Field Infromation Management Project
In early 2004, OCHA’s senior management endorsed a new field information management strategy, recommended by Field Information Support (FIS). The objective is to increase support to humanitarian actors by improving the capacity for decision-making and analysis through strengthened collection, processing and dissemination of information.
In order to implement this strategy OCHA initiated a sub-project, Field Information Management (FIM), within FIS with the specific aim of strengthening field-based information management capacities. This aim is to be achieved by increasing OCHA’s information management capacity in field offices to strengthen the internal flow and management of information, and to provide improved external services to its many humanitarian partners.
In 2005, nine field offices were prioritised for implementation of the information management strategy: Côte d’Ivoire, Guinea, Ethiopia, Nepal, Regional Office-West Africa (Dakar), Regional Office-Central and East Africa (Nairobi), Regional Office-Asia Pacific (Bangkok), Russian Federation and Zimbabwe.
- Strengthen OCHA’s field-based information management capacities
- Promote a minimum standard of information management within field offices through standardised IM systems and tools
In 2005, FIM worked with donor partners especially the Humanitarian Aid Department of the, European Commission (DG-ECHO) and OCHA’s field offices to build capacity in nine priority OCHA field offices through the creation or designation of Information Management Units (IMU) as an integral component tof the operation.
These field offices were assisted through the provision of 11 expert personnel deployed as information management officers, newly created or OCHA-generic information management systems and related ICT equipment, in order to support OCHA in building the capacity of humanitarian actors for decision-making and analysis through strengthened collection, processing and dissemination of information.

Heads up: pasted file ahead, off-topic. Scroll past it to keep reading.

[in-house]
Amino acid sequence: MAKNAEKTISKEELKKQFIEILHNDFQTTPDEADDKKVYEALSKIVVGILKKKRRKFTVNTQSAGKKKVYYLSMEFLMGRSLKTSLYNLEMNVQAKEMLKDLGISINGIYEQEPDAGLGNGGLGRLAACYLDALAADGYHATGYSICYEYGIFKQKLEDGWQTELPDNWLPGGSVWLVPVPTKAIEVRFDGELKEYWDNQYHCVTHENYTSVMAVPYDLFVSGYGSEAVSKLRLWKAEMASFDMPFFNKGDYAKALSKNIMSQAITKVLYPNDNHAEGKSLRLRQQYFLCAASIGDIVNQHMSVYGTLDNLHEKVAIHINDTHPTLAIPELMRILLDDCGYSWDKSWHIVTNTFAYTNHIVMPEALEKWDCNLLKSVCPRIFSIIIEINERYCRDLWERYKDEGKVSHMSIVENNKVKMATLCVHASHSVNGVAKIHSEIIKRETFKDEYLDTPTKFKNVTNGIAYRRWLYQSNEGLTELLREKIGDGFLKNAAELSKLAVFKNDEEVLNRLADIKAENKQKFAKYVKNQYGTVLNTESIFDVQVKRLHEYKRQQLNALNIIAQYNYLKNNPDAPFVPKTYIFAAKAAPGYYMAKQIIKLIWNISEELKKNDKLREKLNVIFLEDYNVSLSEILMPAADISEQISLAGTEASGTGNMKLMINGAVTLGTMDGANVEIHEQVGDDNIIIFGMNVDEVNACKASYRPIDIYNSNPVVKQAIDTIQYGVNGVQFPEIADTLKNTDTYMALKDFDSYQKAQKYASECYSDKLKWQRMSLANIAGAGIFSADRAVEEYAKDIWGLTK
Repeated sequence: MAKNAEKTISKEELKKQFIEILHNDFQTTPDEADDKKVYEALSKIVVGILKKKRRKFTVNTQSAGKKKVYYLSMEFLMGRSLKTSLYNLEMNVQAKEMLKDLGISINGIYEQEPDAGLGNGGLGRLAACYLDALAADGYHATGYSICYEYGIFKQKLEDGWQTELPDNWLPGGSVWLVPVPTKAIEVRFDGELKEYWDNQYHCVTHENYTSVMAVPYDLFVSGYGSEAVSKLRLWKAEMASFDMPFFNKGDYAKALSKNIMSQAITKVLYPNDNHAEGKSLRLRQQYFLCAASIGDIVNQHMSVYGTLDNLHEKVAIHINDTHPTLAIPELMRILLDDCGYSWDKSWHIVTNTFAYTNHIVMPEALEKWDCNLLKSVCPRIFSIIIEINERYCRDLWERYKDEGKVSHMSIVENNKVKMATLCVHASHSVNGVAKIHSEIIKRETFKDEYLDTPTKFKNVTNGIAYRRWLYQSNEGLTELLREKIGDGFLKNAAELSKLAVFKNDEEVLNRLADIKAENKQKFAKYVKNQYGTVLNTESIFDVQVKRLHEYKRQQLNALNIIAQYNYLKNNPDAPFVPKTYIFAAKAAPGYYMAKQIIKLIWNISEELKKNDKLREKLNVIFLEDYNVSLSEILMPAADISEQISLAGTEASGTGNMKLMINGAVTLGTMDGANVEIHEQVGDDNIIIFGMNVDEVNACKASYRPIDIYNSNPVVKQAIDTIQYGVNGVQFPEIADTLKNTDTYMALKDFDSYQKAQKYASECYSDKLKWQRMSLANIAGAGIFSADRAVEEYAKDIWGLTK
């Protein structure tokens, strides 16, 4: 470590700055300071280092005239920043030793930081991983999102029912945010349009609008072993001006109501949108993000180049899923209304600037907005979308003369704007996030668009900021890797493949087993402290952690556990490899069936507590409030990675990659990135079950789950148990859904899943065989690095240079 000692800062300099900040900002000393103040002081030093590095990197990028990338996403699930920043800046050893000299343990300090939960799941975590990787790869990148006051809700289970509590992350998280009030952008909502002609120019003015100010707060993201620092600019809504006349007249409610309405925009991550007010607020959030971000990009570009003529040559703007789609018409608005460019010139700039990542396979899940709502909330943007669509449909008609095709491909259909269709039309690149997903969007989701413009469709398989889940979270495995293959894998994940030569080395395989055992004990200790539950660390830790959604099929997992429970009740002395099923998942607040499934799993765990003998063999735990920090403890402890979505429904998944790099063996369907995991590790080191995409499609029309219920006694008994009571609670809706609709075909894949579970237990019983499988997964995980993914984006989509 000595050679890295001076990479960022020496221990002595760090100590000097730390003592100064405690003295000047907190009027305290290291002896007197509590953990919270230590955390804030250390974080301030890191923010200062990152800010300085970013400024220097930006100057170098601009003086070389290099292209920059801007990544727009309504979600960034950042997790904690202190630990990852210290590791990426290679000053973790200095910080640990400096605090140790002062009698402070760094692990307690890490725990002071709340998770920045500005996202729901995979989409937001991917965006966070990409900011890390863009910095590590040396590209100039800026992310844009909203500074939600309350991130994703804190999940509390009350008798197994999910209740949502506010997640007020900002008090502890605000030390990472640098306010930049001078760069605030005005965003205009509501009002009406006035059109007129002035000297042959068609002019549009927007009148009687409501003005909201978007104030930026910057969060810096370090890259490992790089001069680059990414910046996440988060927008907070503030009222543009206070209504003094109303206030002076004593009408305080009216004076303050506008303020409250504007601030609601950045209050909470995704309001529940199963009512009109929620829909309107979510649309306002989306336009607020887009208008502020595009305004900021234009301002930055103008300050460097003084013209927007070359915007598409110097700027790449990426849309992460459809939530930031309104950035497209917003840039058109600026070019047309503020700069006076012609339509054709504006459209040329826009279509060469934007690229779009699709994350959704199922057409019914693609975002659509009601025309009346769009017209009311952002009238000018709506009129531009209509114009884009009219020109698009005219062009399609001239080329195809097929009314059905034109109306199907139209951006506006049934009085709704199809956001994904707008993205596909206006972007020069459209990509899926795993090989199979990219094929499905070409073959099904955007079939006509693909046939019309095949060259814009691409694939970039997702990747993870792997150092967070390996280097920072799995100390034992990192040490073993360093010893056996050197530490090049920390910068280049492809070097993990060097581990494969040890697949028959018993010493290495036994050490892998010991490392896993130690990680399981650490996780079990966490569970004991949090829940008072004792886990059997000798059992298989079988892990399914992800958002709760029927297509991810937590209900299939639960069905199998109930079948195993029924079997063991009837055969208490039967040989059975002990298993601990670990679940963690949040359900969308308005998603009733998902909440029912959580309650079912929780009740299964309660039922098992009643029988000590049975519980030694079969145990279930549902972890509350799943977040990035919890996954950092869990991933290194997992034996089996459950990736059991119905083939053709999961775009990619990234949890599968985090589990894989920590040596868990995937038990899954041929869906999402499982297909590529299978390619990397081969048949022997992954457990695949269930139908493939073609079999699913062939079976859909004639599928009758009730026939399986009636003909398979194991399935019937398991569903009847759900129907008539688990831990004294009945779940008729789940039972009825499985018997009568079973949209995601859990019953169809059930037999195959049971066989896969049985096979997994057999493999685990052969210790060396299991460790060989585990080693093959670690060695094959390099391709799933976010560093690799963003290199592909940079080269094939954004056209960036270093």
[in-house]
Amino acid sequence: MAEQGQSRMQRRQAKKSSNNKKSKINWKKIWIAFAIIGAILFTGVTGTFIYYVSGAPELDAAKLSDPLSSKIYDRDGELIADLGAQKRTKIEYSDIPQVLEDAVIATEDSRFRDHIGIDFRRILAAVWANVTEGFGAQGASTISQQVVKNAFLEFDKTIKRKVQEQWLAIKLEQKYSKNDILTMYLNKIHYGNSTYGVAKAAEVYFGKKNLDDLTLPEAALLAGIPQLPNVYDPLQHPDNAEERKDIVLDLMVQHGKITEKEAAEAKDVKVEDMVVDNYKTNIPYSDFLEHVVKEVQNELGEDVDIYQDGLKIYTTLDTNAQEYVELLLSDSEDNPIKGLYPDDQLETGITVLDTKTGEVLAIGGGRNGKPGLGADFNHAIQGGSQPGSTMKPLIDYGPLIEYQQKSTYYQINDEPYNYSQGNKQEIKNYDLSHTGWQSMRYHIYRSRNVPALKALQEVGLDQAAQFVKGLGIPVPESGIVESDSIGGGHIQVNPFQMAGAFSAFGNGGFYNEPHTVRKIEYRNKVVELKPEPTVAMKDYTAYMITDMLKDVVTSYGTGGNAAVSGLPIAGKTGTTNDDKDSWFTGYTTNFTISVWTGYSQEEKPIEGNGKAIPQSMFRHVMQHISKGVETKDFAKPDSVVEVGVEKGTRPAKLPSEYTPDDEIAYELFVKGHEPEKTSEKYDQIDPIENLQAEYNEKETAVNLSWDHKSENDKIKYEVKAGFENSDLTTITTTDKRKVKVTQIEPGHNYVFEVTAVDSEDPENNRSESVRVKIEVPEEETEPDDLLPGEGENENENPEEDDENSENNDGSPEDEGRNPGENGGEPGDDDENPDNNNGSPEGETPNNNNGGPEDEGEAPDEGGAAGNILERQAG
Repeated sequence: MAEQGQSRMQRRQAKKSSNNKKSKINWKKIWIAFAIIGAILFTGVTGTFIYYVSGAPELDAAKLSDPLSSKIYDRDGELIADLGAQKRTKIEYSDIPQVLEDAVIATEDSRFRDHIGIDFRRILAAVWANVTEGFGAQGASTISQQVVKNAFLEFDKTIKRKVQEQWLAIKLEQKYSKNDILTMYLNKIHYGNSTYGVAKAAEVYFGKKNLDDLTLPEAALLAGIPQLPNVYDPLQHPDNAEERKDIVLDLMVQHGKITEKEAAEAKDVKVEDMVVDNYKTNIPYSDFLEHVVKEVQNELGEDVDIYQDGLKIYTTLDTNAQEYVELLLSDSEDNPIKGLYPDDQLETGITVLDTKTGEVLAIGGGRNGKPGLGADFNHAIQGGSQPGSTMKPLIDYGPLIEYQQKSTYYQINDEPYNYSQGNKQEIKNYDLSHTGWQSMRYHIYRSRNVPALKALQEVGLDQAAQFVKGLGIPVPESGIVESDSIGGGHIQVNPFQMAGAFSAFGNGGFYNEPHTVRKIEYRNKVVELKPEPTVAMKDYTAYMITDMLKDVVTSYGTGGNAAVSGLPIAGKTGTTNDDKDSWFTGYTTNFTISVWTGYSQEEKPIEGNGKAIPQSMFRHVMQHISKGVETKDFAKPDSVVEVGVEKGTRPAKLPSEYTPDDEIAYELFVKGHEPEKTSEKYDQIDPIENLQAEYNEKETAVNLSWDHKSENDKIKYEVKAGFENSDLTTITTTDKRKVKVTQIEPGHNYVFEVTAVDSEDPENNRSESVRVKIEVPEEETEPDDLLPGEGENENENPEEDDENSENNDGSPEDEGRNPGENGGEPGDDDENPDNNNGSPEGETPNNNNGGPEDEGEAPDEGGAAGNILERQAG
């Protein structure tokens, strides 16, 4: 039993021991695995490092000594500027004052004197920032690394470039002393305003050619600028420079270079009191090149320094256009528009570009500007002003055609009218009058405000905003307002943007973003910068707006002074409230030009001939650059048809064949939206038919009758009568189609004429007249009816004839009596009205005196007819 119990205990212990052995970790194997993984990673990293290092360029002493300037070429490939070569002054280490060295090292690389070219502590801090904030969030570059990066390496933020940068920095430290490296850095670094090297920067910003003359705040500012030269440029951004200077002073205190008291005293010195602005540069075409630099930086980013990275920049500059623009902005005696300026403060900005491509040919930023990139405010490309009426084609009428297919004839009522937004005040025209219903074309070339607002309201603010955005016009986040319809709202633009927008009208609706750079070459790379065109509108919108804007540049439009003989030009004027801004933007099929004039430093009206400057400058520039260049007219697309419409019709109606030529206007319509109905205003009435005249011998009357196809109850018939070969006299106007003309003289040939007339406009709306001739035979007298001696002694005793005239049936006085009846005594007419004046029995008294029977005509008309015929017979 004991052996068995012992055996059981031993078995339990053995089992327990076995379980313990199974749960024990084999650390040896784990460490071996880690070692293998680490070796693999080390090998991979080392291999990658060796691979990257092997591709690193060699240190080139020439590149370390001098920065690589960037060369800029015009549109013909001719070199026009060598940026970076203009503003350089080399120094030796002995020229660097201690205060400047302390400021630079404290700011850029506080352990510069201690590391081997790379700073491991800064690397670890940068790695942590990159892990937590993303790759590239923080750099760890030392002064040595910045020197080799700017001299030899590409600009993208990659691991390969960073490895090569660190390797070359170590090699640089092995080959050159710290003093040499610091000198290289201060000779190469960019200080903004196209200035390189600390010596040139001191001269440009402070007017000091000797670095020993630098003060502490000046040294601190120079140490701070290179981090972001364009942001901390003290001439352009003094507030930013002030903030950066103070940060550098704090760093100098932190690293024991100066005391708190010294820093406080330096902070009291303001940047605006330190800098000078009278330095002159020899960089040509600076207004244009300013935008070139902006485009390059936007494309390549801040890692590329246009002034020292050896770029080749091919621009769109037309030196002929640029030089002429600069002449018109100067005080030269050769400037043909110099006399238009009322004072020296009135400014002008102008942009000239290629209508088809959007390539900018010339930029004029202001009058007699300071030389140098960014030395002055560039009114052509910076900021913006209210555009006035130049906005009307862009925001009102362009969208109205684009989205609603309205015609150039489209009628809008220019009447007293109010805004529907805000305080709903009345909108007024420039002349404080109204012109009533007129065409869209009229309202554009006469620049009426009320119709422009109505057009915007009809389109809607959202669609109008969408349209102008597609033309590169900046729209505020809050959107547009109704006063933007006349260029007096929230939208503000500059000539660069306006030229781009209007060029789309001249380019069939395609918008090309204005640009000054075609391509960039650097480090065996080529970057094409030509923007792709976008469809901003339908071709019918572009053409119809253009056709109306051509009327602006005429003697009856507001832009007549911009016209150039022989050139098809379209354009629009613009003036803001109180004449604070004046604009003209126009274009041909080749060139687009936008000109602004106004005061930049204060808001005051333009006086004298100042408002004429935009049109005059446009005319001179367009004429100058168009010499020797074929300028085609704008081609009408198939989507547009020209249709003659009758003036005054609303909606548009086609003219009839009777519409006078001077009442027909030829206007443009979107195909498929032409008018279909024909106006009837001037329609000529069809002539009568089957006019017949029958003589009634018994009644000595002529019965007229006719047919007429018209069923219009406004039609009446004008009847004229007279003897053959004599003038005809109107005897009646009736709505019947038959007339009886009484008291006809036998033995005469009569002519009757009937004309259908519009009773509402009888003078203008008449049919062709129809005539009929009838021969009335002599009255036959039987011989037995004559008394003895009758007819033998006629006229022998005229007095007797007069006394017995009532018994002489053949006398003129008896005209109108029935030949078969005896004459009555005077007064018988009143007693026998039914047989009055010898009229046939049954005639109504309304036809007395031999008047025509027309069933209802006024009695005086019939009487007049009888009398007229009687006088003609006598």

Standardised tools were made available to the nine targeted field offices, although integration of these tools into regular work flow and decision-making is ongoing. Of the six applications being developed under the project, two were completed by the end of 2005 (the Field Document Management System and the E-mail Solution) and four were partially completed (Field Website Template, Contact Directory, WWW database and the Geographic Information Database).
The nine offices were connected to OCHA’s Wide Area Network (WAN) and have reliable access to OCHA’s global e-mail solution and Field Document Management System (FiDMS). This strengthened communication network, coupled with a document management system that provides concurrent information storage and accessibility for headquarters and field offices, has increased efficiency by reducing duplication and facilitating information retrieval. These systems enable OCHA to improve the accuracy and timeliness of information to aid strategic decision-making in the field and at headquarters.
Geographic data (core data sets such as administrative boundaries and population figures)
were collected for Indonesia, Sri Lanka, Niger and Pakistan, and used to produce initial maps of affected populations and other information products to aid humanitarian coordination in response to natural disasters. In 2005, the acquisition of Global Discovery GIS software, which comprises most layers required (boundaries, settlements, transportation and landmarks) for producing baseline (pre-crisis) maps, allowed OCHA to begin the process of improving spatial analysis against various indicators in response to natural disasters and complex emergencies.
At the end of 2005, FIM had partially achieved its stated objective. The creation of Information Management Units and improved ICT infrastructure capacity of the nine field offices newly assisted in 2005, as well as those assisted since 2004.
However, the operational environment, coupled with the high staff turnover that characterizes humanitarian operations, has meant that the integration of information management into work flow and decision-making has not been fully realized at the field level.
Non-structured feedback from a number of stakeholders also indicated that improvements in information management capacity within field offices had provided limited benefit to the wider humanitarian community so far.